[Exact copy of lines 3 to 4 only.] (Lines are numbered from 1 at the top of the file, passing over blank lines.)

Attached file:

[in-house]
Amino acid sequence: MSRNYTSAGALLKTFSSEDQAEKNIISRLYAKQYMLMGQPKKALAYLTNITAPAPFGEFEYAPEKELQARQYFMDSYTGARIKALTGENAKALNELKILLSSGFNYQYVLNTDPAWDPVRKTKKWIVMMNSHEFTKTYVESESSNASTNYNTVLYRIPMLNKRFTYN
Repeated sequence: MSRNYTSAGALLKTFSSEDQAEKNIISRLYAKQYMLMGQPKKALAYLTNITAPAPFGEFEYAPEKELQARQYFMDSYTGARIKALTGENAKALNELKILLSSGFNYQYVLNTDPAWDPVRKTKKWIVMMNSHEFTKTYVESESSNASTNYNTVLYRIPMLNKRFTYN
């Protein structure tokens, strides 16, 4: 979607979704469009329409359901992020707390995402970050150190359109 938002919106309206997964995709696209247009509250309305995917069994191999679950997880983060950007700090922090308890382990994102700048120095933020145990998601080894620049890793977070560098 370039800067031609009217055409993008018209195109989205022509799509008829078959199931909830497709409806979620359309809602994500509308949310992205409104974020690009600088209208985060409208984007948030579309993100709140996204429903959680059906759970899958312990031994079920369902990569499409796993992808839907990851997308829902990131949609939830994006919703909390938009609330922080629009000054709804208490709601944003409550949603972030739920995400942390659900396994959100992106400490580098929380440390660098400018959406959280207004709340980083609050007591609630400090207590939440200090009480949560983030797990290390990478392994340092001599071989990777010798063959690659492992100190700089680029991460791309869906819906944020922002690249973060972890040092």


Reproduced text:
Repeated sequence: MSRNYTSAGALLKTFSSEDQAEKNIISRLYAKQYMLMGQPKKALAYLTNITAPAPFGEFEYAPEKELQARQYFMDSYTGARIKALTGENAKALNELKILLSSGFNYQYVLNTDPAWDPVRKTKKWIVMMNSHEFTKTYVESESSNASTNYNTVLYRIPMLNKRFTYN
């Protein structure tokens, strides 16, 4: 979607979704469009329409359901992020707390995402970050150190359109 938002919106309206997964995709696209247009509250309305995917069994191999679950997880983060950007700090922090308890382990994102700048120095933020145990998601080894620049890793977070560098 370039800067031609009217055409993008018209195109989205022509799509008829078959199931909830497709409806979620359309809602994500509308949310992205409104974020690009600088209208985060409208984007948030579309993100709140996204429903959680059906759970899958312990031994079920369902990569499409796993992808839907990851997308829902990131949609939830994006919703909390938009609330922080629009000054709804208490709601944003409550949603972030739920995400942390659900396994959100992106400490580098929380440390660098400018959406959280207004709340980083609050007591609630400090207590939440200090009480949560983030797990290390990478392994340092001599071989990777010798063959690659492992100190700089680029991460791309869906819906944020922002690249973060972890040092």